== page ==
‘These issues affect all of us’: this is what the resistance movement looks like

0
310

We asked readers to show us what the resistance movement looks like. What we got back shows it has taken root in many forms

Resistance, in its simplest form, is refusing to accept what you are told by those with power. As part of The Resistance Now, a new project from the Guardian dedicated to covering the people, ideas and discussions of the resistance movement, we asked our readers to show us how they were taking a stand.

Photographing the resistance

Communities of photographers across the country are working to document the resistance, often providing their images for free to not-for-profit organizations. Daniel Hosterman, from Durham, North Carolina, is chronicling protests and rallies in his home state, as well as Washington DC. This shot is from a rally against Donald Trumps first travel ban.

Im not a great organizer or a powerful speaker, Hosterman said. But I love photography, so I hope that sharing these images will amplify the voices of those who are.

A
A lone counter-protester kindles tempers at rally in favor of Trumps first travel ban at Raleigh-Durham international airport in January. Photograph: Daniel Hosterman/GuardianWItness

Were making ourselves heard; now let us be seen, says David Moriya, another photographer capturing the resistance to Trumps presidency. Moriya launched the Resistance Photography Project, which shares images of demonstrations with people who march with non-profits to use free of charge. Take a look at more of his work.

Womens
Womens March, NYC. Photograph: David Masami Moriya

How to get organized

A
A march in Seattles Capitol Hill neighborhood to support LGBT rights and people of color. Photograph: Demi Wetzel/GuardianWitness

Demi Wetzel, of Washington state, used GuardianWitness to tell us how she organized a march in Seattle from scratch and found plenty of helping hands from community groups to not-for-profit organizations and individual donations.

In three weeks, we created an online community of nearly 20,000 people and the march itself brought out around 5,000 of them, Wetzel said. Together we marched through the streets fully permitted and ended the day with zero arrests and zero altercations. It was through this community of activists that we were able to peacefully stand up against hate.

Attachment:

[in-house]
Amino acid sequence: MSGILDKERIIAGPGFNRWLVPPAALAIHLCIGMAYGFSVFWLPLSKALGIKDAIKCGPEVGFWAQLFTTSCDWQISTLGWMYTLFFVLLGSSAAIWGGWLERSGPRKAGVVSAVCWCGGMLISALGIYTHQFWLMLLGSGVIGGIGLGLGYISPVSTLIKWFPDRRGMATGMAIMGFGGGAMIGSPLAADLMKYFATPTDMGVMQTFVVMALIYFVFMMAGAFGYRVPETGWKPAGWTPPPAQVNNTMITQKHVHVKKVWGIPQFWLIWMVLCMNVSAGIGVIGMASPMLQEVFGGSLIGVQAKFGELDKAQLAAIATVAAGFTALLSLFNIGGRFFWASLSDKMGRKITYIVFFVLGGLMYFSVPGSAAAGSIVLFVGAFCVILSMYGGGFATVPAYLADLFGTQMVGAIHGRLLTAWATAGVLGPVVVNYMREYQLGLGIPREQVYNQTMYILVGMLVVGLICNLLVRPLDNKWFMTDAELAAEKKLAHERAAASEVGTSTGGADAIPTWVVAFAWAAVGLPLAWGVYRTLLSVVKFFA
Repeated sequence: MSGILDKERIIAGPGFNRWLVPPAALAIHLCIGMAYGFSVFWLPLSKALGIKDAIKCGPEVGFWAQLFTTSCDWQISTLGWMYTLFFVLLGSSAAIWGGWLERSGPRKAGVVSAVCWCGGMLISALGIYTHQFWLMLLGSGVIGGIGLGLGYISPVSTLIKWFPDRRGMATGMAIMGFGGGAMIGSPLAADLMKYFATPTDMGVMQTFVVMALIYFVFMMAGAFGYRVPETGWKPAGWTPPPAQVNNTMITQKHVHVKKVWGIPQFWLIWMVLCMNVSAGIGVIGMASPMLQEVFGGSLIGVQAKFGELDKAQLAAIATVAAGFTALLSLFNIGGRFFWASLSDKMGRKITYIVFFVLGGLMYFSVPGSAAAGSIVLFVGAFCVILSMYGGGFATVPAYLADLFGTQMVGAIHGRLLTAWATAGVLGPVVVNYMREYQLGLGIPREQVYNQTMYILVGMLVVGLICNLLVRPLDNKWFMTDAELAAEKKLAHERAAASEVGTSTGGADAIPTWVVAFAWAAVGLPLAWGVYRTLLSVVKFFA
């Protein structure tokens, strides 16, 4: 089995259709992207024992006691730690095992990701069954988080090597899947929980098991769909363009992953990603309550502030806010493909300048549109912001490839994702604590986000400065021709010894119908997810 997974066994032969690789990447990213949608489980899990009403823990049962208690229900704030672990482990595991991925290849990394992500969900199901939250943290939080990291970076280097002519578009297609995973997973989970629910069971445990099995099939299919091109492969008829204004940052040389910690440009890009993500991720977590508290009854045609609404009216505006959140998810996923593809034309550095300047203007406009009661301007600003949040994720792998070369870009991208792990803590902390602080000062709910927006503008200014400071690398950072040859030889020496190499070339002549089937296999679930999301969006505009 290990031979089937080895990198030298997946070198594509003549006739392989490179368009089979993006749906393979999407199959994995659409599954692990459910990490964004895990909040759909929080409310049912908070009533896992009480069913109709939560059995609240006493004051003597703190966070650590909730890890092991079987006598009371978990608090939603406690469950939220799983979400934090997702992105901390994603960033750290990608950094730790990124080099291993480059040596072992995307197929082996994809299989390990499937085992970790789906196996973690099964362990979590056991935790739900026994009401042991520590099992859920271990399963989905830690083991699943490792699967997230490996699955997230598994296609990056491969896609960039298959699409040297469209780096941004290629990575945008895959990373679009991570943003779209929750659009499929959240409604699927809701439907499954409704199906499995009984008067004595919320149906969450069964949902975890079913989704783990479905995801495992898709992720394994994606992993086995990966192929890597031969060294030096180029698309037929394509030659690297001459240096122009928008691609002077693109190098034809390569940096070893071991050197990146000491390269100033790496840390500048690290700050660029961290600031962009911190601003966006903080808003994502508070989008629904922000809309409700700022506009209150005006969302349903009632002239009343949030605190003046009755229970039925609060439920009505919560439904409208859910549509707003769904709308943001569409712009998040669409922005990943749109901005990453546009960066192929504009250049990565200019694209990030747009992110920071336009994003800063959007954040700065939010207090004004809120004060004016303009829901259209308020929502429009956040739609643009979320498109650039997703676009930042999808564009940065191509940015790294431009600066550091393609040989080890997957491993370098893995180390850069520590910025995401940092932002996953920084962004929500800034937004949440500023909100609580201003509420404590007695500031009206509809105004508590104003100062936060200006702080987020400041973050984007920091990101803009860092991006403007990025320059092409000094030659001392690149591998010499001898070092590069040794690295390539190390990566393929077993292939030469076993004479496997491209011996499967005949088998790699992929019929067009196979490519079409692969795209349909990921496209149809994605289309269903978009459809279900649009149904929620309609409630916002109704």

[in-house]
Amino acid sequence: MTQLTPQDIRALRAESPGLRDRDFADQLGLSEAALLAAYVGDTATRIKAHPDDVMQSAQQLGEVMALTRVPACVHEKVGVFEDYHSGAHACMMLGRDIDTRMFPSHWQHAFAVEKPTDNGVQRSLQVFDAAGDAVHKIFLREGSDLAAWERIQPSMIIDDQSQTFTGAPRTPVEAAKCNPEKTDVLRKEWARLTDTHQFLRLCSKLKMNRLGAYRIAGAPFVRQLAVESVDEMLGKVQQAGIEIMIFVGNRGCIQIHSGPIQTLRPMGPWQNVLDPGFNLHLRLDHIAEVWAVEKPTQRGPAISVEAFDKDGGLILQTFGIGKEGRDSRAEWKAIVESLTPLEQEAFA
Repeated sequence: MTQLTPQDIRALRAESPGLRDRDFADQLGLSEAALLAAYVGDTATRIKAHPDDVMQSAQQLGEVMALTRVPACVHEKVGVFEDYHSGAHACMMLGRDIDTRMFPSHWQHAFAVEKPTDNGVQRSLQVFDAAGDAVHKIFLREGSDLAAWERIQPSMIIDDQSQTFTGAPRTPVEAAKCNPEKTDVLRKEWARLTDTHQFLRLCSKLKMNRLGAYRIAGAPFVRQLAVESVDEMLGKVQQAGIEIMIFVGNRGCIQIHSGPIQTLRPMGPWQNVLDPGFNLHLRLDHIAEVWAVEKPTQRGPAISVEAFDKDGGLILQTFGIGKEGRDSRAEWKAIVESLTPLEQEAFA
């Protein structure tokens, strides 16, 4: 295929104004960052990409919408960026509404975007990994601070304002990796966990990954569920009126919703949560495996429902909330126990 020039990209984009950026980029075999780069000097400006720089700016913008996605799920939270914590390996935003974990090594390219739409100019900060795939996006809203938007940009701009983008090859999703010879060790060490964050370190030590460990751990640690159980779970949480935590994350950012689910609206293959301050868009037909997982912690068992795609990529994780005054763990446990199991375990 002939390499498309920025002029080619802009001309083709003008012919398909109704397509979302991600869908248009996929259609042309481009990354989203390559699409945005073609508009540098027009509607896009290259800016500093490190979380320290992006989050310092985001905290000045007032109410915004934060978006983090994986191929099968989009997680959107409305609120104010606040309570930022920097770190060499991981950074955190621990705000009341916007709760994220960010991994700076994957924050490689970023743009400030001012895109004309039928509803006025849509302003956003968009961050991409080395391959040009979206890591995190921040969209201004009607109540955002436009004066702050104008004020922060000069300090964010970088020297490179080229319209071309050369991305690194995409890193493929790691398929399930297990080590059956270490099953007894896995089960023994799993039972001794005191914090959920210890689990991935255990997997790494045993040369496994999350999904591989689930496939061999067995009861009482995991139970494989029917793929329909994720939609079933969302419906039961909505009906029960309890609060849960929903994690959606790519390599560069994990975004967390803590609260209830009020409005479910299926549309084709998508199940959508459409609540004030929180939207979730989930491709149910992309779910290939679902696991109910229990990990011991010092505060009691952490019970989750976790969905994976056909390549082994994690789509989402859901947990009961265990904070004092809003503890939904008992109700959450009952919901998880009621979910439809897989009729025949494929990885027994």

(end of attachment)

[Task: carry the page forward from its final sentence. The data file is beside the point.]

Join our Facebook community

Carolyn
Carolyn Street, of Castro Valley, California, organized a postcard party to voice concerns to elected officials. Photograph: Carolyn Street/Facebook

In addition to following this series, you can also join our Facebook group to discuss and explore the movement. So far, members have shared digital security advice for protesters, organized mailing campaigns to contact elected officials, and collaborated on how to get organized and encourage engagement across partisan lines.

Common ground in concerns we all share must be the meeting place, said a group member, Deni McHenry, of Kansas. These issues affect all of us right now and will come down most cruelly on the heads of our children if we dont find a way to come together as advocates.

Resistance with art

Klaus
Klaus Enrique used Cheetos left to grow mold to depict Trumps face. Photograph: Klaus Enrique/GuardianWitness

Klaus Enrique is a Mexican German photographer and sculptor who focuses on the human condition. Recently, hes turned his attention to Trump and has created numerous pieces as a form of protest against the president. Enrique says this mask, made mostly with Cheetos left to grow mold, depicts Trumps face and his impact on the nation: The piece evokes a cancerous growth that has taken over its host as an analogy of how Trump is undermining the American republic.

Artists have also seized on one of Trumps signature agenda items: the border wall. The US-Mexico border has become a hub for protest art in an effort thats taken on, as one artist described it, a guerrilla DIY sensibility.

Read more: www.theguardian.com

LEAVE A REPLY

Please enter your comment!
Please enter your name here